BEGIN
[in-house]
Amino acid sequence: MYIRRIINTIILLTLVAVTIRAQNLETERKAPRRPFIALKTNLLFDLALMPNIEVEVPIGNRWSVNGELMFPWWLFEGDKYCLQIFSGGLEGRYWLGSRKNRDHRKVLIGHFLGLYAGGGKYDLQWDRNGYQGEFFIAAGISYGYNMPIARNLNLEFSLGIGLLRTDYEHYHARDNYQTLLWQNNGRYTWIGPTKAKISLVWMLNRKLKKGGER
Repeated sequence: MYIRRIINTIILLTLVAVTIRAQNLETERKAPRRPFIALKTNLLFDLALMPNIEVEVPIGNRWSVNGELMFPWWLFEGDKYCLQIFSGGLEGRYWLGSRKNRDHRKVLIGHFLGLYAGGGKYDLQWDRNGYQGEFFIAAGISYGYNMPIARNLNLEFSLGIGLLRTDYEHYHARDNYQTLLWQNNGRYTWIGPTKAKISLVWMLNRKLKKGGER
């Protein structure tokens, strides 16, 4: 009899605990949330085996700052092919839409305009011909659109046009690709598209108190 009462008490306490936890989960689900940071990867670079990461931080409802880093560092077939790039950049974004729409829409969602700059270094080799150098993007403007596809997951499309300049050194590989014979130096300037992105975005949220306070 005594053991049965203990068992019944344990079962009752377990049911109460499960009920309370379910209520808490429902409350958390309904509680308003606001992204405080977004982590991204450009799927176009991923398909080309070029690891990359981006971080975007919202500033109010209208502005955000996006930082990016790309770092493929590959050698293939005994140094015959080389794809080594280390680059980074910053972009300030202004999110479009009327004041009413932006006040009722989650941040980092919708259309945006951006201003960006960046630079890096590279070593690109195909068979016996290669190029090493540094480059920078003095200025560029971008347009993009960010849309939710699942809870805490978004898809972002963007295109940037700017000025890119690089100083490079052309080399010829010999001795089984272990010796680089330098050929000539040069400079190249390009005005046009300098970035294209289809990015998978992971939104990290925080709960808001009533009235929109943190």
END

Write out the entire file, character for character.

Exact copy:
[in-house]
Amino acid sequence: MYIRRIINTIILLTLVAVTIRAQNLETERKAPRRPFIALKTNLLFDLALMPNIEVEVPIGNRWSVNGELMFPWWLFEGDKYCLQIFSGGLEGRYWLGSRKNRDHRKVLIGHFLGLYAGGGKYDLQWDRNGYQGEFFIAAGISYGYNMPIARNLNLEFSLGIGLLRTDYEHYHARDNYQTLLWQNNGRYTWIGPTKAKISLVWMLNRKLKKGGER
Repeated sequence: MYIRRIINTIILLTLVAVTIRAQNLETERKAPRRPFIALKTNLLFDLALMPNIEVEVPIGNRWSVNGELMFPWWLFEGDKYCLQIFSGGLEGRYWLGSRKNRDHRKVLIGHFLGLYAGGGKYDLQWDRNGYQGEFFIAAGISYGYNMPIARNLNLEFSLGIGLLRTDYEHYHARDNYQTLLWQNNGRYTWIGPTKAKISLVWMLNRKLKKGGER
């Protein structure tokens, strides 16, 4: 009899605990949330085996700052092919839409305009011909659109046009690709598209108190 009462008490306490936890989960689900940071990867670079990461931080409802880093560092077939790039950049974004729409829409969602700059270094080799150098993007403007596809997951499309300049050194590989014979130096300037992105975005949220306070 005594053991049965203990068992019944344990079962009752377990049911109460499960009920309370379910209520808490429902409350958390309904509680308003606001992204405080977004982590991204450009799927176009991923398909080309070029690891990359981006971080975007919202500033109010209208502005955000996006930082990016790309770092493929590959050698293939005994140094015959080389794809080594280390680059980074910053972009300030202004999110479009009327004041009413932006006040009722989650941040980092919708259309945006951006201003960006960046630079890096590279070593690109195909068979016996290669190029090493540094480059920078003095200025560029971008347009993009960010849309939710699942809870805490978004898809972002963007295109940037700017000025890119690089100083490079052309080399010829010999001795089984272990010796680089330098050929000539040069400079190249390009005005046009300098970035294209289809990015998978992971939104990290925080709960808001009533009235929109943190």